KPN Cancels Dividend as 3 Billion-Euro Stock Sale Planned
The decision stems from plans to sell stock to existing investors and “it would be weird to firstly raise capital from our shareholders, and after that return a part of that money to them,” Chief Executive Officer Eelco Blok said on a conference call. KPN will save as much as 45 million euros ($58.4 million) annually this year and next by dropping the payout, Chief Financial Officer Eric Hageman said.
Blok won shareholders’ backing earlier this month for the 3 billion-euro stock sale as part of an effort to invest in operations and reduce debt. Today’s move cancels KPN’s plan announced in December to offer a dividend of 3 euro cents a share for 2013 and 2014, a cut of 91 percent from earlier projections, after KPN bought mobile-phone frequencies.
“Scrapping the dividend is bad news for shareholders, and on the other hand the company is doing what they need to do,” said Jos Versteeg, an Amsterdam-based analyst at Theodoor Gilissen Bankiers. “They need to invest in the business to survive in the longer term.”
KPN fell as much as 3.7 percent to 2.61 euros, the lowest intraday price since April 9, and was trading down 0.7 percent at 11:44 a.m. in Amsterdam. The stock has fallen 27 percent this year, the worst performance by a telecommunications company in the Stoxx 600 index, valuing the phone operator at about 3.86 billion euros.
The carrier is seeking to strengthen its balance sheet after spending 1.35 billion euros on wireless spectrum in the fourth quarter to serve consumers seeking faster mobile networks amid growing use of smartphones for surfing the Web, downloading music and watching videos. KPN faces a new challenge from Sweden’s Tele2 AB (TEL2B), which bought frequencies to enter the Dutch market.
KPN spent 979 million euros paying dividends in 2012, an 18 percent drop from the 1.2 billion-euro cost of the payouts a year earlier, according to its annual report. The company scrapped a planned second-half 2012 dividend of 12 cents a share in December when it rearranged the payment strategy. It was originally planning a payout of 35 cents a share for 2012 and at least that amount for 2013.
“Apparently the company underestimated the dilution of the share sale,” said Jasper Jansen, an economist at investor lobby group VEB, which represents holders of about 1 million KPN shares. “It’s a bit clumsy, announcing that they’re skipping the dividend two weeks after the annual shareholders meeting.”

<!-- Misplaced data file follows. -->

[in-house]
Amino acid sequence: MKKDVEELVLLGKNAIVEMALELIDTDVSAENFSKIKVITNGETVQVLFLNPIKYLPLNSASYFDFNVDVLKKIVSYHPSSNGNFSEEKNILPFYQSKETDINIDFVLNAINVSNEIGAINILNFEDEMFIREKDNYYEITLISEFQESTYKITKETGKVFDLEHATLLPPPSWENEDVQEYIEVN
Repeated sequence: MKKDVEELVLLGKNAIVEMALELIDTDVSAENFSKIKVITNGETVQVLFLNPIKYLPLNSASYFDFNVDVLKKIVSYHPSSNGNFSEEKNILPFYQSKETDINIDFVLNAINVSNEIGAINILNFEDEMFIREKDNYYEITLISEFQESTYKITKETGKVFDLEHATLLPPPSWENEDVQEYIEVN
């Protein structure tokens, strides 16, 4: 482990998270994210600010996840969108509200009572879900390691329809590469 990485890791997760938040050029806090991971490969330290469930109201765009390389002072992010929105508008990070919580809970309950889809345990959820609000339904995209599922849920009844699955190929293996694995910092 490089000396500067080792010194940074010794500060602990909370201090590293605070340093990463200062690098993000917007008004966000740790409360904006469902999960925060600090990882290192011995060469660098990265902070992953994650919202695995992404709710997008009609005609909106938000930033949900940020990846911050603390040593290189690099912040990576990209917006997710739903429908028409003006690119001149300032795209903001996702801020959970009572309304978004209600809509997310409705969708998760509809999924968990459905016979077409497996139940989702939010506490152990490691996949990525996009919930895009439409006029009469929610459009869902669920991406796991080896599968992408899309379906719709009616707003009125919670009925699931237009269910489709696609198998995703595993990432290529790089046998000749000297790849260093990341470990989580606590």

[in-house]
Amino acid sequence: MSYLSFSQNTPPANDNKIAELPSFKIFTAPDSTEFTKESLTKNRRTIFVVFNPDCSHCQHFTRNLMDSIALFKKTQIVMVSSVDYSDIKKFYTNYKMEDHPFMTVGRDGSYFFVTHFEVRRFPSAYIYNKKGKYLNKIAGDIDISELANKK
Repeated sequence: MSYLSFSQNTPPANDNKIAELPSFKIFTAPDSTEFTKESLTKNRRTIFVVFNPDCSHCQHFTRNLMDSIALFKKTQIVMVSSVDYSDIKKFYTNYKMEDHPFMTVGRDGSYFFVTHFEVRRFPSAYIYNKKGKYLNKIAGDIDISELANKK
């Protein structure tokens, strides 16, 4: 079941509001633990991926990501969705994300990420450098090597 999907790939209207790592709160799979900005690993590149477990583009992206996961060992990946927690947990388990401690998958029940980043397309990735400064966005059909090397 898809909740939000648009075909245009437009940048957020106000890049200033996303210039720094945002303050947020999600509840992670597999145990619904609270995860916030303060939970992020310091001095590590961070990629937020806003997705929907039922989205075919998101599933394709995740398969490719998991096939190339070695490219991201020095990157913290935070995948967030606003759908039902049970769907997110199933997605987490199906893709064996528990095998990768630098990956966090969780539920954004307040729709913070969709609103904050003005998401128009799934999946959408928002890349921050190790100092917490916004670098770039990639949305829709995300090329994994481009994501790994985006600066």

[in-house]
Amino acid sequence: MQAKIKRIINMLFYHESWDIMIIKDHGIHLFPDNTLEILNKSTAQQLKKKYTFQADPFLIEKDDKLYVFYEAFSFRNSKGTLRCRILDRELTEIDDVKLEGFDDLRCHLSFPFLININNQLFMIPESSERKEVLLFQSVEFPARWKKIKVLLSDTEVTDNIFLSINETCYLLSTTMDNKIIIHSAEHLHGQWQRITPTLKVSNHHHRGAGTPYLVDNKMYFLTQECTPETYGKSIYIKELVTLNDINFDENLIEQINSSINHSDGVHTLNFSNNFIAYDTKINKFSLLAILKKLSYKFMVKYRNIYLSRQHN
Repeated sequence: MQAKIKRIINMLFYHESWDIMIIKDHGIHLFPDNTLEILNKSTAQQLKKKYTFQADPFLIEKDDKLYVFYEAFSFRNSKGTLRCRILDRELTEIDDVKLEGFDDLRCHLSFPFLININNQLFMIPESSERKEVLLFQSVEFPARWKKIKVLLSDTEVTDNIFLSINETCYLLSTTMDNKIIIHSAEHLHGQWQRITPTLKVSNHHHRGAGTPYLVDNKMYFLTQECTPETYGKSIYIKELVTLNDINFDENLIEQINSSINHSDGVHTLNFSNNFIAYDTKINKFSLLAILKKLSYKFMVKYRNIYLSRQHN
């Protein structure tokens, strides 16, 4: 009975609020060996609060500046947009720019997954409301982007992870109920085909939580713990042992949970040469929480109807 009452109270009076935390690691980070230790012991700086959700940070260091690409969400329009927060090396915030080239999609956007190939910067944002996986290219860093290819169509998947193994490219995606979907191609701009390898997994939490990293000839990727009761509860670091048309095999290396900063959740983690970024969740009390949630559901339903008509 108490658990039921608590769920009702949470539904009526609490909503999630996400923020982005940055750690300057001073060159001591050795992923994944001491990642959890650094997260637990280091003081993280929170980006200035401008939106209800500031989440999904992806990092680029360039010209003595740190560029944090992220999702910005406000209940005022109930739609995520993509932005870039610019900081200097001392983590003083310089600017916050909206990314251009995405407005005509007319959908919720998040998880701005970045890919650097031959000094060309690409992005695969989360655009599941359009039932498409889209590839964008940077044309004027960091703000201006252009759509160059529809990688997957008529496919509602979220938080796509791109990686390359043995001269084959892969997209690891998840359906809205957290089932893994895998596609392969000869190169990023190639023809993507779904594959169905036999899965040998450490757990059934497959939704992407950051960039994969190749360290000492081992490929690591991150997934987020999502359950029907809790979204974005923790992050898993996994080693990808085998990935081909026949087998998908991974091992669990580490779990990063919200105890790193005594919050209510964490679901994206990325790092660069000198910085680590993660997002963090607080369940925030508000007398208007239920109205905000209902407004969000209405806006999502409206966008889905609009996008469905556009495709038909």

The rights offer follows hybrid-bond sales in March that included $2 billion of debt denominated in euros and pounds and $600 million denominated in dollars.
To stay ahead of the competition, KPN began the rollout of high-speed 4G technology in the first quarter in the Netherlands and is targeting coverage of about 65 percent of the country by the end of this year.
First-quarter earnings before interest, taxes, depreciation and amortization before restructuring costs fell 12 percent to 1.01 billion euros, KPN said today. That beat the 997 million- euro average of 11 analyst estimates compiled by Bloomberg.
Revenue and other income declined 4.3 percent to 2.91 billion euros on an underlying basis, as sales in Germany and the consumer mobile business were under pressure because of competition in wireless operations and the continued decline of traditional phone services, KPN said.
In the Netherlands, underlying sales dropped 6.1 percent, while mobile revenue abroad on that basis declined 2.2 percent in the first quarter. KPN reiterated that it expects business in the Netherlands to stabilize “toward 2014.” A strategy in Germany to focus on postpaid subscriptions and higher commercial investments will lead to service revenue growth combined with a lower Ebitda margin this year, KPN said.
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